25            slowPointer = getNextNumber(slowPointer); // Move slow pointer by one step
26            fastPointer = getNextNumber(getNextNumber(fastPointer)); // Move fast pointer by two steps
27        }
28      
29        // If slowPointer is 1, n is a happy number
30        return slowPointer == 1;
31    }
32};
33
1// Determines if a number is a "happy number"
2// A happy number is a number in which the sum of the square of digits eventually reaches 1
3// If it enters a cycle without reaching 1, it is not a happy number
4function isHappy(n: number): boolean {
5    // This function calculates the sum of the squares of the digits of a given number
6    const getNextNumber = (currentNumber: number): number => {
7        let sumOfSquares = 0;
8        while (currentNumber !== 0) {
9            let digit = currentNumber % 10;
10            sumOfSquares += digit ** 2;
11            currentNumber = Math.floor(currentNumber / 10);
12        }
13        return sumOfSquares;
14    };
15
16    // Initializes two pointers for detecting cycles
17    let slowPointer = n;
18    let fastPointer = getNextNumber(n);
19
20    // Uses Floyd's cycle detection algorithm to determine if a cycle exists
21    while (slowPointer !== fastPointer) {
22        // Moves slow pointer by one step
23        slowPointer = getNextNumber(slowPointer);
24        // Moves fast pointer by two steps
25        fastPointer = getNextNumber(getNextNumber(fastPointer));
26    }
27
28    // If fastPointer equals 1, it means we've reached the happy number condition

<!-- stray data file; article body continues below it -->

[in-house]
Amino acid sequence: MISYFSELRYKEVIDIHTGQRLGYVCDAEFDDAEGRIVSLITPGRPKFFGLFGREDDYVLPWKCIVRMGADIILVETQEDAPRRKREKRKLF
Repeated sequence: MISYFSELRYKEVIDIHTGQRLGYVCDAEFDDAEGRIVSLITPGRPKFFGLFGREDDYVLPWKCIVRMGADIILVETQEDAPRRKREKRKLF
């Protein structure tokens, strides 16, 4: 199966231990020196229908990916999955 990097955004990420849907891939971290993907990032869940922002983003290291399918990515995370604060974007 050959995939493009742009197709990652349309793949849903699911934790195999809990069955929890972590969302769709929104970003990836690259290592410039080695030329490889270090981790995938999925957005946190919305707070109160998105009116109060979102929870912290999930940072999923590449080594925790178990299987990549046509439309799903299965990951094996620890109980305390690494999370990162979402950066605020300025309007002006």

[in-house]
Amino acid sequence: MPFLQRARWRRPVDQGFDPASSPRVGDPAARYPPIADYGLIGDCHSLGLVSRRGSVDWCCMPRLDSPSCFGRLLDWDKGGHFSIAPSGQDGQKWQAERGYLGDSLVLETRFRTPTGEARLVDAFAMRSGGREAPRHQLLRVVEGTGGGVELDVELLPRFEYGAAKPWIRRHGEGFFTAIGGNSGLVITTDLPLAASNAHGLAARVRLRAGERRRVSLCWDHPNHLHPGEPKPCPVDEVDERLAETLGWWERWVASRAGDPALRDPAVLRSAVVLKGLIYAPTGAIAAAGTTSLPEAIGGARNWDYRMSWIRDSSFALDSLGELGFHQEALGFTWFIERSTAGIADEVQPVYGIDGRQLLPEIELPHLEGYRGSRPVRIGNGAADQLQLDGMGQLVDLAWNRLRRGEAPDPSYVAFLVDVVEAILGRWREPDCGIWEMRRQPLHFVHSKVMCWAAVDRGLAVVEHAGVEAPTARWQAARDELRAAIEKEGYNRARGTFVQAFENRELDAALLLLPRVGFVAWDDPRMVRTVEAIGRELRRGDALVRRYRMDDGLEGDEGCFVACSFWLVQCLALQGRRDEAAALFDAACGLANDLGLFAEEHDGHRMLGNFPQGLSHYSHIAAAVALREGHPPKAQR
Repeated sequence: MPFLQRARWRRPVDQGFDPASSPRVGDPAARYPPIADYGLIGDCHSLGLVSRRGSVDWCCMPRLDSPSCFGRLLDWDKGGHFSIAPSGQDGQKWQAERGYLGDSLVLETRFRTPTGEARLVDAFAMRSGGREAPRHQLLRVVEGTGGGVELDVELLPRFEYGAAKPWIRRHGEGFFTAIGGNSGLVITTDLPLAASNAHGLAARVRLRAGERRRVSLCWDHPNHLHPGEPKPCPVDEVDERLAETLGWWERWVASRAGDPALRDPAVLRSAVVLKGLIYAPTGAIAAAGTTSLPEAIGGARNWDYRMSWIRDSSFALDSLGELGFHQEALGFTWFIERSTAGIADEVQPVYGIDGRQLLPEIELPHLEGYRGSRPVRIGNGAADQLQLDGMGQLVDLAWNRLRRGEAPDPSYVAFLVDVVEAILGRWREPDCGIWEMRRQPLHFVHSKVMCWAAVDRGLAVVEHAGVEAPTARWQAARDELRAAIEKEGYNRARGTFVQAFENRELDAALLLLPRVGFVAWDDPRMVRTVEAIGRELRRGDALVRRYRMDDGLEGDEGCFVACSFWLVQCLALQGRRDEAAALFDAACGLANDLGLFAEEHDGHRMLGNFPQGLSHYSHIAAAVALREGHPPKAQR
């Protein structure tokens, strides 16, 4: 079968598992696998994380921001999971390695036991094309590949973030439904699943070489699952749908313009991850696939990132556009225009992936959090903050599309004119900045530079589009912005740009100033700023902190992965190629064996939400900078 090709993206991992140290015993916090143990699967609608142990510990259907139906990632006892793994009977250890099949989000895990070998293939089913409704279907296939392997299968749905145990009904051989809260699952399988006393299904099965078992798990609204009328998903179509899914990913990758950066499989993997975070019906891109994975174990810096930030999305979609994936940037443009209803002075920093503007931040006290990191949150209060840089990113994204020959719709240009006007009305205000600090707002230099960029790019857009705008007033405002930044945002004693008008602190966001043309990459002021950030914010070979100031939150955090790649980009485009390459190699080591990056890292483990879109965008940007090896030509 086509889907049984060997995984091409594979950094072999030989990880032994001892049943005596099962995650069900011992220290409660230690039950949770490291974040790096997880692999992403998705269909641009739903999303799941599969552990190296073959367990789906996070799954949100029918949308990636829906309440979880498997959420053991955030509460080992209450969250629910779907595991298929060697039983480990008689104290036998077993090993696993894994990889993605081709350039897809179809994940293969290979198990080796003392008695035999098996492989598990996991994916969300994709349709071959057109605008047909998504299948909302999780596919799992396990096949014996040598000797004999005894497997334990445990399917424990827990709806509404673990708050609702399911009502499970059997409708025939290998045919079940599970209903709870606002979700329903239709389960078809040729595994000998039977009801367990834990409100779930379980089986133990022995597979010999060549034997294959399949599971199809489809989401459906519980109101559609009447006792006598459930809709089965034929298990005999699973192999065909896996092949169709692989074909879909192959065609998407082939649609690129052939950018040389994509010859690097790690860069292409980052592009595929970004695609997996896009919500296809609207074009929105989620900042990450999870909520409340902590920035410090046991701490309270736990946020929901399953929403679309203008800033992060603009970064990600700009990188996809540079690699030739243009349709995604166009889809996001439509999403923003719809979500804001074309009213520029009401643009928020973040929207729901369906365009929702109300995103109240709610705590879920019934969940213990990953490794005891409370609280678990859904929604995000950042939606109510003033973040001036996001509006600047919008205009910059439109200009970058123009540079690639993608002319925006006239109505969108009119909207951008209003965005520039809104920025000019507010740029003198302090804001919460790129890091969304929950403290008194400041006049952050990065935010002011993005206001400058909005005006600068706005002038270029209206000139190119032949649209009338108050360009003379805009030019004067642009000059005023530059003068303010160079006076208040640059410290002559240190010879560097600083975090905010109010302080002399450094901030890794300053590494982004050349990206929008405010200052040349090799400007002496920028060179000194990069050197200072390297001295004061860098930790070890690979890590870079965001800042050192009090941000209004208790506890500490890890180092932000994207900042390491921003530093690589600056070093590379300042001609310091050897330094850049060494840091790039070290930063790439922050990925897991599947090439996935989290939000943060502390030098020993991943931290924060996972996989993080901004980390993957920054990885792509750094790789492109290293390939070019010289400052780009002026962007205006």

29    return fastPointer === 1;
30}
31

Time and Space Complexity

The given Python code uses the Floyd's cycle detection algorithm (also known as the tortoise and the hare algorithm) to determine if a number is a "happy number". The functions involve iterating over the digits of the number, squaring them, and summing them until the process repeats a sequence or arrives at 1, which implies a happy number.

The time complexity of the algorithm is a bit tricky to analyze because it depends on understanding how many steps it takes before we find a cycle or reach the number 1. Experimental results suggest that we will either reach 1 or fall into a cycle after a number of steps that is at most linear in the number of digits of the original number n. Therefore, for practical purposes, we often assume the time complexity to be O(log n) where n is the input number, as the sequence of transformations will be at most O(log n) before repeating or reaching 1.

The space complexity of the algorithm is O(1). This is because the algorithm only uses a few variables to store the slow and fast pointers (slow and fast) and does not allocate any additional space that grows with the input n. The helper function next(x) uses constant space as well, as it simply computes the next value in the sequence.

Learn more about how to find time and space complexity quickly using problem constraints.